We Don't Know as Much as We Think We Do
Traders don’t know much either. I’m not talking about general ignorance, but specifically that the history of markets is nowhere near as big as we often assume. For example, equity options have only been traded in liquid, transparent markets sine the CBOE opened in 1973. S&P 500 futures and options have only been traded since 1982. The VIX didn’t exist until 1990 and wasn’t tradable until 2004. And the average lifetime of a S&P 500 company is only about 20 years.
This might seem like a decent length of history that we can study and look for patterns. But I doubt that it is. I think that while there appear to be many thousands of data points, there might only be dozens. Options and volatility wiggle around a lot but their long-term values are related to macro variables such as inflation, monetary policy, commodity prices, interest rates and earnings. And these change on the order of months and years. Even worse, they are all co-dependent.
I think this makes quantitative analysis of historical data much less useful than is commonly thought.
But there is something we can rely on: human nature.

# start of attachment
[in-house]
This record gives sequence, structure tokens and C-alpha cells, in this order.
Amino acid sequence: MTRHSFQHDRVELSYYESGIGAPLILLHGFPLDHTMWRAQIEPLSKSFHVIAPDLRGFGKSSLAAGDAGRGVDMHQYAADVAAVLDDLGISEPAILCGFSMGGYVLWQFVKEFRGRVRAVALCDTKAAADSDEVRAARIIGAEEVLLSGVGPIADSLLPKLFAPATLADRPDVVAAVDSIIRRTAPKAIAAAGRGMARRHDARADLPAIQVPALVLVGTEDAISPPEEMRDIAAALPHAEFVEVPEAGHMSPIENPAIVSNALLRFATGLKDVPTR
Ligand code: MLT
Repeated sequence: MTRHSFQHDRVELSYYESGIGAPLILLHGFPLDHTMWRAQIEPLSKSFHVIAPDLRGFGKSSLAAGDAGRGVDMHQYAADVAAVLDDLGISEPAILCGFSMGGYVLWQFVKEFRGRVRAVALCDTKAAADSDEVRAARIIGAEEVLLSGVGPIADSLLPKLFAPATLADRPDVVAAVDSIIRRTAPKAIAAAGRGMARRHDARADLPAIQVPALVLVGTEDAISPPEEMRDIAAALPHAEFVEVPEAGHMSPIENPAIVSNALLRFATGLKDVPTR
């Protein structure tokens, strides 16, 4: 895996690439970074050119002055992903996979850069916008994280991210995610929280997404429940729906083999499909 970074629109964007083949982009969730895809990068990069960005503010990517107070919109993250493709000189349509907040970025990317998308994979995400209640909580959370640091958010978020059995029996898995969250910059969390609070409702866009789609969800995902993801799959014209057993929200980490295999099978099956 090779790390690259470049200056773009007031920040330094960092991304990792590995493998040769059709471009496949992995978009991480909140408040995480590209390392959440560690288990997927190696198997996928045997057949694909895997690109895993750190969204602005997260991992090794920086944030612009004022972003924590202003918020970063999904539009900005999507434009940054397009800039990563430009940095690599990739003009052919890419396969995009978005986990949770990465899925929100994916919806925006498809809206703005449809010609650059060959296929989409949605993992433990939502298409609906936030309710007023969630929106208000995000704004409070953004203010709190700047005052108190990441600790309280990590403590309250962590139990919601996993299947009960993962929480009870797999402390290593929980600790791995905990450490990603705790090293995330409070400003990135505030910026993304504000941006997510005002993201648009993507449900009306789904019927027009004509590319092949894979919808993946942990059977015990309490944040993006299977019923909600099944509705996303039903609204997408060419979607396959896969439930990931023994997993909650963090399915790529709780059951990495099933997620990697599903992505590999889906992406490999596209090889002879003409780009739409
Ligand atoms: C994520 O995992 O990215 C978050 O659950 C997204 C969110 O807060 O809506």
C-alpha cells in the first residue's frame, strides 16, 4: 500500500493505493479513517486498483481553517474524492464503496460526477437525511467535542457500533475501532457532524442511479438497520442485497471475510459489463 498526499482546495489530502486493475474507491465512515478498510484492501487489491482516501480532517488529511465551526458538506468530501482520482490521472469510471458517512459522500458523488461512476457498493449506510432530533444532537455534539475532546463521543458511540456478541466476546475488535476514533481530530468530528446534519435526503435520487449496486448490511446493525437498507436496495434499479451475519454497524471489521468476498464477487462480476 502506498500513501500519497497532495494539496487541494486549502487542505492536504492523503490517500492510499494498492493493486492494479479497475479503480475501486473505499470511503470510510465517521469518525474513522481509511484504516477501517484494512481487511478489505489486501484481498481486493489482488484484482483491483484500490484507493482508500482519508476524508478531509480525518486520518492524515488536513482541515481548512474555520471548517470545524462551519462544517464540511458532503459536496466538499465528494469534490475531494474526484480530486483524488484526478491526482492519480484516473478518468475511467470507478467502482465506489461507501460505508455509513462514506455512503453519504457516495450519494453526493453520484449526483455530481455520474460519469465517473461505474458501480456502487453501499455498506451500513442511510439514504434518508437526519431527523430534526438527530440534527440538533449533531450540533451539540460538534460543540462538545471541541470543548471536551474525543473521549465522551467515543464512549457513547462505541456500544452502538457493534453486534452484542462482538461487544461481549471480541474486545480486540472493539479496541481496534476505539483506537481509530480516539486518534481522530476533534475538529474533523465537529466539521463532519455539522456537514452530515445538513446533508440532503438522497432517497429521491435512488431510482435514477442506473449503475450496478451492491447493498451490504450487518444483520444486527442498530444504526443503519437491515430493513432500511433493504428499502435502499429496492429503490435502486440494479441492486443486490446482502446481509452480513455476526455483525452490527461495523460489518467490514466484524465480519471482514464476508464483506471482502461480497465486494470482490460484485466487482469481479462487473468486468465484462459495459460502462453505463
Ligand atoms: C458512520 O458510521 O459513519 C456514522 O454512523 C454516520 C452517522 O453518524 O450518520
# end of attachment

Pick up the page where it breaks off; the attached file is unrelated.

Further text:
Humans have been essentially psychologically unchanged for 300,000 years when Homo Sapiens (us) first appeared. This means that any effect that can conclusively be attributed to psychology will effectively have 300,000 years of evidence behind it. This seems to be potentially a much better situation.
The problem with psychological explanations (for anything) is that they are incredibly easy to postulate. As the baseball writer Bill James said, ‘‘Twentieth-century man uses psychology exactly like his ancestors used witchcraft; anything you don’t understand, it’s psychology.’’ The finance media is always using this kind of pop psychology to justify what happened that day. “Traders are exuberant” when the market goes up a lot; “Traders are cautiously optimistic” when it goes up a little etc. I think psychology can be incredibly helpful , but we have to be very careful in applying it. Ideally, we want several psychological biases pointing to one tradeable anomaly and we want them to have been tested on a very similar situation to the one we intend to trade.
This is the focus of my current research and I’ll be giving examples over the next few weeks, beginning with behavioral explanations of well known volatility features and hopefully leading to some new trading ideas.